An Australian report warning of a sleep crisis Down Under has caught the attention of global health experts working to establish sleep as a top priority worldwide.
The leading medical journal SLEEP has published results of a startling report from Australia that reveals the $66 billion annual cost of sleeplessness on our economy.
The paper warns the Australian data, the most detailed collected worldwide to date, provides the clearest view of the economic impact of sleeplessness in advanced economies across the globe.
“Our results can serve as a warning to authorities in all western nations that the large and growing problem of sleeplessness is a considerable drain on economies,” says Dr David Hillman, deputy chair of Australia’s Sleep Heath Foundation, which funded the report by Deloitte Access Economics. “It underlines that we’re in the midst of a worldwide epidemic of inadequate sleep that needs immediate attention through education, regulation and brand new initiatives.”
The report, published last August, estimated 7.4 million Australians regularly missed out on adequate shut eye in the 2016-2017 financial year. The problem costs $26.2b a year in health bills, lost productivity and accident expenses, and a further $40.1b in loss of wellbeing.
The new paper, published this week by Oxford University Press, warns much of the Americas, Europe and Asia will be contending with similarly huge sleep-related costs.
“For instance, we know in the United States some 35 per cent of adults are not getting the recommended seven hours of sleep each night,” Dr Hillman says. “Based on our calculations and their much bigger population, lack of sleep will be costing them over $500b a year.”
Studies out of Canada, the United Kingdom, France and Singapore show a similar problem, and some data indicates it’s getting worse, with up to 45 per cent of adults routinely sleep deprived.
Dr Hillman says sleeplessness is a modern day issue. “With our increasingly busy, tech-driven lifestyles there is a growing temptation to use the dark, quiet hours that used to be spent asleep to pursue other activities,” he says. “It might be work, social or family activities, or just “me time”. Swapping out this precious sleep has a devastating effect on the brain’s ability to refresh for the next day, leaving a person tired, moody, less productive and more accident prone.”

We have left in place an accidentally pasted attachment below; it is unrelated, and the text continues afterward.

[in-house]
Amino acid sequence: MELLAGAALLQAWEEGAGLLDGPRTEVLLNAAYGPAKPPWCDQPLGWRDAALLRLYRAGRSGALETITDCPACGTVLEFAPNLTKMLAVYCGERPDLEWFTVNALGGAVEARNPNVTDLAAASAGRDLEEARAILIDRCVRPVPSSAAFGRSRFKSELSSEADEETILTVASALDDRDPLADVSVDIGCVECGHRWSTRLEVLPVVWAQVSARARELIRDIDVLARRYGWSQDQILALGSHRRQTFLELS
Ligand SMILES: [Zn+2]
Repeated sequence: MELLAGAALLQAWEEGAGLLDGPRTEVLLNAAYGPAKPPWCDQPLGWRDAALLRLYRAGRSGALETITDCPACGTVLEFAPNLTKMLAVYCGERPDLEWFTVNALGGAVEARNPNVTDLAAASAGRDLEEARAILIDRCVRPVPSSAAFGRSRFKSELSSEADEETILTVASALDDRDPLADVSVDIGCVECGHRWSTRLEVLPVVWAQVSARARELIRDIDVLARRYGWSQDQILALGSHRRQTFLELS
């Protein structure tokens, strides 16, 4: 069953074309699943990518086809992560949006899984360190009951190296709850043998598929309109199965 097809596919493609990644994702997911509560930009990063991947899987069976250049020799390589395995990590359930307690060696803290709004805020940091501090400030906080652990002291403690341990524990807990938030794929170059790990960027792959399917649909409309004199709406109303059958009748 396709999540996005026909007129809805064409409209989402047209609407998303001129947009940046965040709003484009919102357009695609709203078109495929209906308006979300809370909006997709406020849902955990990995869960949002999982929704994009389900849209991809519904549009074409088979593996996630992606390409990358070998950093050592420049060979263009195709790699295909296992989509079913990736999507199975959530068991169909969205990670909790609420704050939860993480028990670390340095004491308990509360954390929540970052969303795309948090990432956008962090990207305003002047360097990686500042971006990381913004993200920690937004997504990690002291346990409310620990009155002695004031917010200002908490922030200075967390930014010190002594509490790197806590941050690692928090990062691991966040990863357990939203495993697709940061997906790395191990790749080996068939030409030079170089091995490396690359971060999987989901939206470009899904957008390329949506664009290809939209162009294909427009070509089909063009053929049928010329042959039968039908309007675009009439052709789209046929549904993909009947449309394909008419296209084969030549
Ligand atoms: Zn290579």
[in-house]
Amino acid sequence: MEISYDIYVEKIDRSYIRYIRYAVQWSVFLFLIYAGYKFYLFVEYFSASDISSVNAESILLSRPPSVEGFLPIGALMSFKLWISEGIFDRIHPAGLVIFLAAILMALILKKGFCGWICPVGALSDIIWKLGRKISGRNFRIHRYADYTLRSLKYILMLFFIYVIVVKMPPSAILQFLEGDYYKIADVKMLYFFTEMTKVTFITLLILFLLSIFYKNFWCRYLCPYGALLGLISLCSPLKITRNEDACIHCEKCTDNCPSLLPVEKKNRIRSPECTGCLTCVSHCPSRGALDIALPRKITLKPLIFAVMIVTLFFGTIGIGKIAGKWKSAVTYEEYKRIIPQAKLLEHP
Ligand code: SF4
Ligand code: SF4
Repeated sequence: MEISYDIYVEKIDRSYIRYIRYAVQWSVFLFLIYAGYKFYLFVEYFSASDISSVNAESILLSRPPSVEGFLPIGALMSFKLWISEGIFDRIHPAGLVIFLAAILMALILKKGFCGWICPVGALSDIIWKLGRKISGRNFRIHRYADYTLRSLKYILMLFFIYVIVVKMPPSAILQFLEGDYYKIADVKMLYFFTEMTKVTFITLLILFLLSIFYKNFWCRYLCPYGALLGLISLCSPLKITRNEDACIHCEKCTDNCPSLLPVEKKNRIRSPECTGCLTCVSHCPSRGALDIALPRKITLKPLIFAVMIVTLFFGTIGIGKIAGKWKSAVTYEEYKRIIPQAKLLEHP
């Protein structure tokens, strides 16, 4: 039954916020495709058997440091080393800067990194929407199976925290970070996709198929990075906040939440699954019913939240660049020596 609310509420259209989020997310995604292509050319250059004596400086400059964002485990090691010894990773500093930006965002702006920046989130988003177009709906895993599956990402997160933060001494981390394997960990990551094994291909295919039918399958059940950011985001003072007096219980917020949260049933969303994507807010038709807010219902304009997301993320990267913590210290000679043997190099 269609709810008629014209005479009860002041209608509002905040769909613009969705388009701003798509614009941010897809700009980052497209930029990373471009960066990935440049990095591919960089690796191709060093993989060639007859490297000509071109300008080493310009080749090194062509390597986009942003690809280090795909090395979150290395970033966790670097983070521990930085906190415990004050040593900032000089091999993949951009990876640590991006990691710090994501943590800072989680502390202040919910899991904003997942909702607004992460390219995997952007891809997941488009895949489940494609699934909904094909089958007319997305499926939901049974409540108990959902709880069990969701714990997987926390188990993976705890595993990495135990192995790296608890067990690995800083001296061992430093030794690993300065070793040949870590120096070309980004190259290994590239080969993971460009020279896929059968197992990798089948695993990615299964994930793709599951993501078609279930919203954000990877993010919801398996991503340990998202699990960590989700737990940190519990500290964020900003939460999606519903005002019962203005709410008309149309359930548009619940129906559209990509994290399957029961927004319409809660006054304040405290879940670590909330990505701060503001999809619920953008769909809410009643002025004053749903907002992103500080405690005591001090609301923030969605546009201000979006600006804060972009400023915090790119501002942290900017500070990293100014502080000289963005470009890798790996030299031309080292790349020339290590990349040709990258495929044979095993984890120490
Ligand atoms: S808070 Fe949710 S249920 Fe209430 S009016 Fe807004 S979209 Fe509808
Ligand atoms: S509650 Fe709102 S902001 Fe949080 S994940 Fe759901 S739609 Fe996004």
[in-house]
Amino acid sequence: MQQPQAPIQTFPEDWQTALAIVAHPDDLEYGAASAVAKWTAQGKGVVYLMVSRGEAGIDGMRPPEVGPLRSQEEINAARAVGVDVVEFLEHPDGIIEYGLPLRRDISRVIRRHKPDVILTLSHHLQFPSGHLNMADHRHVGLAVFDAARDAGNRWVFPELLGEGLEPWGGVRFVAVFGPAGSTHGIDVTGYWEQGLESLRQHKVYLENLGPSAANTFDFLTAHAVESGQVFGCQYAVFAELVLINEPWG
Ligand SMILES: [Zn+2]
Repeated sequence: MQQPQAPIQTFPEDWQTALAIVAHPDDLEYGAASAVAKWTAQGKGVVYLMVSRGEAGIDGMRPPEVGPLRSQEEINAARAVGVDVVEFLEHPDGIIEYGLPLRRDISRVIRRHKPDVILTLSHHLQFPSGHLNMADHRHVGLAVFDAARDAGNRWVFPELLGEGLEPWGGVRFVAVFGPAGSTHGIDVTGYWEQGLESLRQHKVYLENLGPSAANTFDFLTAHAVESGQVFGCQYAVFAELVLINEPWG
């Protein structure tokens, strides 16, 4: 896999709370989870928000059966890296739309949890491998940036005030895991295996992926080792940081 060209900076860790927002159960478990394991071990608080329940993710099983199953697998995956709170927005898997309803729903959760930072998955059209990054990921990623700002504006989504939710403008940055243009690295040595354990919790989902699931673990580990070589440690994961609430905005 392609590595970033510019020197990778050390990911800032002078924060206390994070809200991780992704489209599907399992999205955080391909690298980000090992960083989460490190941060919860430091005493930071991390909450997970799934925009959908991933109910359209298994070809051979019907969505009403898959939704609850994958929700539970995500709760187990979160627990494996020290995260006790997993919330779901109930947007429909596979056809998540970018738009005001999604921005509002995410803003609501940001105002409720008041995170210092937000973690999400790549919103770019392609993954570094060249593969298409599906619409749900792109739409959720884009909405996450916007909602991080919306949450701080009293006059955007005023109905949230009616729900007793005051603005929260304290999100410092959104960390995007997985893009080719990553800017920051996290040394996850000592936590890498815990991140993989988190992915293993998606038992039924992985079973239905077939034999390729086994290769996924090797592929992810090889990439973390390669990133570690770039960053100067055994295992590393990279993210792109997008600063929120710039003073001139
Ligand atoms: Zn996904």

The Australian expert urges sleep specialists in other developed nations to conduct their own economic evaluations with the hope of spurring governments into action.
“Unfortunately sleep health is currently languishing behind issues like healthy diet, regular exercise, moderation of alcohol intake and smoking cessation as a priority for attention and expenditure,” Dr Hillman says. “With hard evidence showing the true and astonishing costs of sleeplessness authorities will be more motivated to spend money to ultimately save money.”
The best place to start is with education campaigns teaching the public about sleep needs and the consequences of not getting enough, he says. “Ignoring it will not make it go away and in the meantime costs, both human and economic, continue to mount to an extraordinary degree. The time to take action is now.”
View the paper, The Economic Cost of Inadequate Sleep, at: https://academic.oup.com/sleep/article-lookup/doi/10.1093/sleep/zsy083
The Sleep Health Foundation is Australia’s leading advocate for sleep health. The Foundation aims to improve people’s sleep and their lives by promoting healthy sleep, raising awareness of sleep disorders and building partnerships with organisations. Free, independent, expert-reviewed fact sheets on every aspect of sleep are available at www.sleephealthfoundation.org.au.